What is an API exactly? A beginner’s guide to what an API is and how it works

What is an API?

API is short for Application Programming Interface.

An API is how one computer (or software) can talk to another computer (or software).

Basically, an API is used where a computer or software application (the client) asks another computer or software application (the server) for some data or to do some task.

In the case of humans, imagine I wanted to talk to you but you were in New York while I was in London. I can’t just walk over to you and talk to you face-to-face. But, I can pick up my mobile phone and dial your number. That will cause your phone to ring. You pick up your phone, and we can talk through the use of our mobile phones. It’s similar with computers; they can’t talk to each other directly. They need an API to enable that communication.

Another way to imagine it is by thinking about making an order at a restaurant. You, the customer, cannot talk directly to the chef and tell her what you want. Instead, you need to go through the waiter. The waiter takes your order and relays that to the chef. The chef then prepares what you want, gives it to the waiter, and the waiter gives it to you. In this example, you are the client computer, the chef is the server and the waiter is the API through which you and the chef communicate.

An example of an API: SWAPI

The Star Wars API (https://swapi.dev/) is an API that provides data about Star Wars. If you ask it for planets/3/ it will give you all the data about planet 3.

OK, so now you sort of know what an API is. But what is a RESTful API?

REST stands for REpresentational State Transfer.

You might be asking yourself, “What in the world does that mean?” This article on Medium explains it really well:

It means when a RESTful API is called, the server will _transfer_ to the client a representation of the _state_ of the requested resource.

For example, when a developer calls Instagram API to fetch a specific user (the resource), the API will return the state of that user, including their name, the number of posts that user posted on Instagram so far, how many followers they have, and more.

The representation of the state can be in a JSON format, and probably for most APIs, this is indeed the case. It can also be in XML or HTML format.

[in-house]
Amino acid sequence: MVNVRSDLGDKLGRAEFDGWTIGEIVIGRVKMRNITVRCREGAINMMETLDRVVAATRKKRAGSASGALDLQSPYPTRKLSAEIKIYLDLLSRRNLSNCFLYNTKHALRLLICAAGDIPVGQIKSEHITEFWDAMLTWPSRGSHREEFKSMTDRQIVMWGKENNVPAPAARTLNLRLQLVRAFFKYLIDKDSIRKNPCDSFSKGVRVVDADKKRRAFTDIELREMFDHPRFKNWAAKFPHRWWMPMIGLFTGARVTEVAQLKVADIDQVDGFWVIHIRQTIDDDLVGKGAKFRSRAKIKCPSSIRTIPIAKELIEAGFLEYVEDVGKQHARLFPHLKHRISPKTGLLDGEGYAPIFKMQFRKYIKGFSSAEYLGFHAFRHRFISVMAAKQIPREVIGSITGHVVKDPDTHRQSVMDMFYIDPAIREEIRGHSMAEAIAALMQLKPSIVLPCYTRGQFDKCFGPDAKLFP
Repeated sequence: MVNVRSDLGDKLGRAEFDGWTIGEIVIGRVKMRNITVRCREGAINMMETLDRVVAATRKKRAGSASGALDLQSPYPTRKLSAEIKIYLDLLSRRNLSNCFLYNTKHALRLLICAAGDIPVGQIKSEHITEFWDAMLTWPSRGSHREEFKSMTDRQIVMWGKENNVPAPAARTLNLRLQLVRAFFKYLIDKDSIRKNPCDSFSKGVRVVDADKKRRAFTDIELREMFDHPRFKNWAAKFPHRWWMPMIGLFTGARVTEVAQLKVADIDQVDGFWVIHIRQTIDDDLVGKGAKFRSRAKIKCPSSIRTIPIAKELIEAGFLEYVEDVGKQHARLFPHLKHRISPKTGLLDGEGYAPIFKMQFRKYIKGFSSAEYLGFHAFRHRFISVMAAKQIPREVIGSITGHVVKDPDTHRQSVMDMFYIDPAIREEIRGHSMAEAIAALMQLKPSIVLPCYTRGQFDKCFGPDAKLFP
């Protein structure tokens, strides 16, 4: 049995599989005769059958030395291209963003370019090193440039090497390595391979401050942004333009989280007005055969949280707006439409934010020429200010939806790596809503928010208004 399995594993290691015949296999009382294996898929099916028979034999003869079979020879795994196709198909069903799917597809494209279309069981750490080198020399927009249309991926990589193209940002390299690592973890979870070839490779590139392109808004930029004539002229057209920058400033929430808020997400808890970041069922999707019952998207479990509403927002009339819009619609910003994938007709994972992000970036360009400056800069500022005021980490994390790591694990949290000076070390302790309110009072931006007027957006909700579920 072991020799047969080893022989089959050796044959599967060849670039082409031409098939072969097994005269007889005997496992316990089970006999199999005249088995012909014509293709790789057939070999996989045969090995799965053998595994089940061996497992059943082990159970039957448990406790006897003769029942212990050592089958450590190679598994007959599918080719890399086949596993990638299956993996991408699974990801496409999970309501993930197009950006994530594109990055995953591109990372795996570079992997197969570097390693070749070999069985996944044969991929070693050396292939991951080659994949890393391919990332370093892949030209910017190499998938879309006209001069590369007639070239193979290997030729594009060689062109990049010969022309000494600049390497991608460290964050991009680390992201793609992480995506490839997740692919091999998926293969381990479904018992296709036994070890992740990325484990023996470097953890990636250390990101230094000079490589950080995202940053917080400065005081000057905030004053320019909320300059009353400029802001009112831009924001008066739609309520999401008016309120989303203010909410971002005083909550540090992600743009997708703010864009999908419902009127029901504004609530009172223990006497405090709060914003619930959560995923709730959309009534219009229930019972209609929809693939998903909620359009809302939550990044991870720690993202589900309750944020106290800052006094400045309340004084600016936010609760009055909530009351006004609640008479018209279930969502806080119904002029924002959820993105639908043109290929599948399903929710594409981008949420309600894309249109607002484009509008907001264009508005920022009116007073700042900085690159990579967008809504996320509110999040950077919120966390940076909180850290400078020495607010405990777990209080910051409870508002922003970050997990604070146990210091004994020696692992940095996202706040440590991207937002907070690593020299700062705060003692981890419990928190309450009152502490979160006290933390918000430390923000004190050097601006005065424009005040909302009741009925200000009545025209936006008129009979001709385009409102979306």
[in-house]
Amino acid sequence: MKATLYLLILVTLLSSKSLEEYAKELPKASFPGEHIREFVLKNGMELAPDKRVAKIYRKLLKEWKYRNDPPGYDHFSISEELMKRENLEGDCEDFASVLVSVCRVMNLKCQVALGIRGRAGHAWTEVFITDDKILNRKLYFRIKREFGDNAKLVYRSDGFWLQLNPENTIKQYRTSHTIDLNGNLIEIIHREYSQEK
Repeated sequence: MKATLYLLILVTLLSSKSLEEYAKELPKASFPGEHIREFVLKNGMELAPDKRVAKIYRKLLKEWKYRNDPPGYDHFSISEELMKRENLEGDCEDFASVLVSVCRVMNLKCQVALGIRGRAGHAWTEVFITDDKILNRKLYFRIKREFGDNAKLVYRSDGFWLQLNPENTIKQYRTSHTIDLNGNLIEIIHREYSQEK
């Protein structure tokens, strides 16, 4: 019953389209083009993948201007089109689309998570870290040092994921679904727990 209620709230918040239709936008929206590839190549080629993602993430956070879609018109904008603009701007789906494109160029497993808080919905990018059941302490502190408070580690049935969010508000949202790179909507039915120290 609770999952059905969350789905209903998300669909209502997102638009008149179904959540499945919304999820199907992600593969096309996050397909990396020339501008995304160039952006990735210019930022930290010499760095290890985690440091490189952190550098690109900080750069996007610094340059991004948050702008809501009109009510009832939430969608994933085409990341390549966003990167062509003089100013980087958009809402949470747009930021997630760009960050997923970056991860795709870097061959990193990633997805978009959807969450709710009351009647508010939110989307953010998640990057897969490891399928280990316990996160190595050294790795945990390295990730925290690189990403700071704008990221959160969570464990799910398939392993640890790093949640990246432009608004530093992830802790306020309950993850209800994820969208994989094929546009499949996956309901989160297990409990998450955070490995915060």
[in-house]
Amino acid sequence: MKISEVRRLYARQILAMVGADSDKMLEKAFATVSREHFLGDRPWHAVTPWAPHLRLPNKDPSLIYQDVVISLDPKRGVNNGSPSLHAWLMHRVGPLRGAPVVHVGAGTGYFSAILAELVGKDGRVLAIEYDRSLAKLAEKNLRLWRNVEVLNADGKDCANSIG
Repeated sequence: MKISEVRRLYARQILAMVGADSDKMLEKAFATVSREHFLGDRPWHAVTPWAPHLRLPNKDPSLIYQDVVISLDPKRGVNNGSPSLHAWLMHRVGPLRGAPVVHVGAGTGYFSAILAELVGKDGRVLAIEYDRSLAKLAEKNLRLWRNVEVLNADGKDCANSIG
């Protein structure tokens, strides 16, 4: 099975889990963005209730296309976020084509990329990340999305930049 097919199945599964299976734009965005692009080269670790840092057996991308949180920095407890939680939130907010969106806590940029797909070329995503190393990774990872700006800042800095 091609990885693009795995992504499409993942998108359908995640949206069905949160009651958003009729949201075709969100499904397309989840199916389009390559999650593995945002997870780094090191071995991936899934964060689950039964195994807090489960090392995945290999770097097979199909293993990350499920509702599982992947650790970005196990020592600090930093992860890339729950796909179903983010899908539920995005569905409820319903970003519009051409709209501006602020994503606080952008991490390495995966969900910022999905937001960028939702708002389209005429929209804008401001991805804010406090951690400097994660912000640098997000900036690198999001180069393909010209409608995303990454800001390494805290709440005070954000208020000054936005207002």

Usually, a RESTful API will return a JSON data structure. JSON stands for Java Script Object Notation and consists of key-value pairs.

HTTP Requests and Responses

HTTP is a communication protocol that computers (or applications) use to communicate with each other. It controls how computers communicate with each other.

The client computer will send a HTTP request for what it wants to the server and the server will return a HTTP response. Note that a RESTful API usually uses HTTP, but it does not have to.

There are four methods used by HTTP requests. These are known as the CRUD methods: Create, Read, Update, and Delete.

GET Requests

Let’s take an example: www.facebook.com

When we want to go to Facebook, we are telling our browser to get us data from www.facebook.com and then show it to us. We just want to load the website; we don’t want to change or delete anything, we just want to see it. This is the most common type of request.

POST Requests

A POST request is where we request to make a brand new resource. Ideally, when we make a POST request, it will return all the unique identifiers for that new resource to us so that we can then make a GET request using those unique identifiers.

For example, say we want to create a new user on Facebook. We go to the sign up page and put in all our details to create the new user account. We then click ‘submit’, which sends the request to the server. The server receives it and recognises that it’s a POST request (to make a new user; a new resource). It then makes the new user for us and sends us the login information for the new user. We can then use that login information to make a GET request to login to Facebook and see the contents of the page.